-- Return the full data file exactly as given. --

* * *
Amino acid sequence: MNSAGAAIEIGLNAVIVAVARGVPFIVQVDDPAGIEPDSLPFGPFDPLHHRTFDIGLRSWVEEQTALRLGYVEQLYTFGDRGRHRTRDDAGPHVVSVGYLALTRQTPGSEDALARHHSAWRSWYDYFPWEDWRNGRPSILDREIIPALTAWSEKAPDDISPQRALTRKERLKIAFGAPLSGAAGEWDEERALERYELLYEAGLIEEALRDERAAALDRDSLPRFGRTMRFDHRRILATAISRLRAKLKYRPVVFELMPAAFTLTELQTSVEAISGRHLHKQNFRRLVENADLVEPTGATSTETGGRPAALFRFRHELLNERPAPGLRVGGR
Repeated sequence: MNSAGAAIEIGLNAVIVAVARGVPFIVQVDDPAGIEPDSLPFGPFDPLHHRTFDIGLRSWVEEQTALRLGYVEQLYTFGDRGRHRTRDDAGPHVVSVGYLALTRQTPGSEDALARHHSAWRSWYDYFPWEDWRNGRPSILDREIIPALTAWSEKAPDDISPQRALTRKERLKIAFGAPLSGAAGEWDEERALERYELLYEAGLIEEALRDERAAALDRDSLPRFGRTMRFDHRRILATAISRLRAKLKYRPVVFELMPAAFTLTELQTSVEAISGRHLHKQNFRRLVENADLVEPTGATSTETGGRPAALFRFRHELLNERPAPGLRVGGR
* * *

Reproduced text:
Amino acid sequence: MNSAGAAIEIGLNAVIVAVARGVPFIVQVDDPAGIEPDSLPFGPFDPLHHRTFDIGLRSWVEEQTALRLGYVEQLYTFGDRGRHRTRDDAGPHVVSVGYLALTRQTPGSEDALARHHSAWRSWYDYFPWEDWRNGRPSILDREIIPALTAWSEKAPDDISPQRALTRKERLKIAFGAPLSGAAGEWDEERALERYELLYEAGLIEEALRDERAAALDRDSLPRFGRTMRFDHRRILATAISRLRAKLKYRPVVFELMPAAFTLTELQTSVEAISGRHLHKQNFRRLVENADLVEPTGATSTETGGRPAALFRFRHELLNERPAPGLRVGGR
Repeated sequence: MNSAGAAIEIGLNAVIVAVARGVPFIVQVDDPAGIEPDSLPFGPFDPLHHRTFDIGLRSWVEEQTALRLGYVEQLYTFGDRGRHRTRDDAGPHVVSVGYLALTRQTPGSEDALARHHSAWRSWYDYFPWEDWRNGRPSILDREIIPALTAWSEKAPDDISPQRALTRKERLKIAFGAPLSGAAGEWDEERALERYELLYEAGLIEEALRDERAAALDRDSLPRFGRTMRFDHRRILATAISRLRAKLKYRPVVFELMPAAFTLTELQTSVEAISGRHLHKQNFRRLVENADLVEPTGATSTETGGRPAALFRFRHELLNERPAPGLRVGGR